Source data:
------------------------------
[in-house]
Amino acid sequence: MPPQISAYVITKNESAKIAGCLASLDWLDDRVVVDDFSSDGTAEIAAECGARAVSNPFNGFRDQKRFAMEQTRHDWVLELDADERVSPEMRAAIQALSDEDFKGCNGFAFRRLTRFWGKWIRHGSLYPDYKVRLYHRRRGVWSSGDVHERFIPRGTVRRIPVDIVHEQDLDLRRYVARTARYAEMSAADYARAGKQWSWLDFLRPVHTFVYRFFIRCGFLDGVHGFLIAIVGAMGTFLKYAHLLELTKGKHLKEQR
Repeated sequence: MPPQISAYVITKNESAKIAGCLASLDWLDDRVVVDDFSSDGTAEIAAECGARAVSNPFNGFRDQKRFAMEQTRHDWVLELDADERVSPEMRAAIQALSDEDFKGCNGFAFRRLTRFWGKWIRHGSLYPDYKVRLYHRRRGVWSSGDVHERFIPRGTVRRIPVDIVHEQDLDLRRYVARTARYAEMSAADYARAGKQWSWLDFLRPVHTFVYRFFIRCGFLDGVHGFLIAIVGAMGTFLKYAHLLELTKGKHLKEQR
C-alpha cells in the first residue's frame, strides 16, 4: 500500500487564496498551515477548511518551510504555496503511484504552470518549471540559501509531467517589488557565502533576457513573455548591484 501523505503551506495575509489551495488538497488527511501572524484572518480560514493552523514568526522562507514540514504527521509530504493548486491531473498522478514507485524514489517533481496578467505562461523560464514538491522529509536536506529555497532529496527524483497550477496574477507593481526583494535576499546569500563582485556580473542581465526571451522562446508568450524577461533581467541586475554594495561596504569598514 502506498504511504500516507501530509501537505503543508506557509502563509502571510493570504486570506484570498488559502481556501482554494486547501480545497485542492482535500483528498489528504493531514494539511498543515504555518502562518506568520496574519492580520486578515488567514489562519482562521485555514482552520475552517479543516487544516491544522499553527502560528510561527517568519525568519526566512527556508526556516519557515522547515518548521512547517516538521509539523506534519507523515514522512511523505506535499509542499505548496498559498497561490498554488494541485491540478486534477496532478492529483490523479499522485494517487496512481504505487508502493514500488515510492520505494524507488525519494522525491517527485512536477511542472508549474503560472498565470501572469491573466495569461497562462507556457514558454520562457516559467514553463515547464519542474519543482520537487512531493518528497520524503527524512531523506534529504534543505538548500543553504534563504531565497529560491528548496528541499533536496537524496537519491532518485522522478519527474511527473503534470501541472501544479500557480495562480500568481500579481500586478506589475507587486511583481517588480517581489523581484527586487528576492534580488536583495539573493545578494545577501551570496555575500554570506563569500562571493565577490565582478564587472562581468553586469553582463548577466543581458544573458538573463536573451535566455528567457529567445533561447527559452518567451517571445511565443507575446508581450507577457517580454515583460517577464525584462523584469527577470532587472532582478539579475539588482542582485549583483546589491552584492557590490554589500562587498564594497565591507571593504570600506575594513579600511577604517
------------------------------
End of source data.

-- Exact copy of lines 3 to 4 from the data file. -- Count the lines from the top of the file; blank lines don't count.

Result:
Repeated sequence: MPPQISAYVITKNESAKIAGCLASLDWLDDRVVVDDFSSDGTAEIAAECGARAVSNPFNGFRDQKRFAMEQTRHDWVLELDADERVSPEMRAAIQALSDEDFKGCNGFAFRRLTRFWGKWIRHGSLYPDYKVRLYHRRRGVWSSGDVHERFIPRGTVRRIPVDIVHEQDLDLRRYVARTARYAEMSAADYARAGKQWSWLDFLRPVHTFVYRFFIRCGFLDGVHGFLIAIVGAMGTFLKYAHLLELTKGKHLKEQR
C-alpha cells in the first residue's frame, strides 16, 4: 500500500487564496498551515477548511518551510504555496503511484504552470518549471540559501509531467517589488557565502533576457513573455548591484 501523505503551506495575509489551495488538497488527511501572524484572518480560514493552523514568526522562507514540514504527521509530504493548486491531473498522478514507485524514489517533481496578467505562461523560464514538491522529509536536506529555497532529496527524483497550477496574477507593481526583494535576499546569500563582485556580473542581465526571451522562446508568450524577461533581467541586475554594495561596504569598514 502506498504511504500516507501530509501537505503543508506557509502563509502571510493570504486570506484570498488559502481556501482554494486547501480545497485542492482535500483528498489528504493531514494539511498543515504555518502562518506568520496574519492580520486578515488567514489562519482562521485555514482552520475552517479543516487544516491544522499553527502560528510561527517568519525568519526566512527556508526556516519557515522547515518548521512547517516538521509539523506534519507523515514522512511523505506535499509542499505548496498559498497561490498554488494541485491540478486534477496532478492529483490523479499522485494517487496512481504505487508502493514500488515510492520505494524507488525519494522525491517527485512536477511542472508549474503560472498565470501572469491573466495569461497562462507556457514558454520562457516559467514553463515547464519542474519543482520537487512531493518528497520524503527524512531523506534529504534543505538548500543553504534563504531565497529560491528548496528541499533536496537524496537519491532518485522522478519527474511527473503534470501541472501544479500557480495562480500568481500579481500586478506589475507587486511583481517588480517581489523581484527586487528576492534580488536583495539573493545578494545577501551570496555575500554570506563569500562571493565577490565582478564587472562581468553586469553582463548577466543581458544573458538573463536573451535566455528567457529567445533561447527559452518567451517571445511565443507575446508581450507577457517580454515583460517577464525584462523584469527577470532587472532582478539579475539588482542582485549583483546589491552584492557590490554589500562587498564594497565591507571593504570600506575594513579600511577604517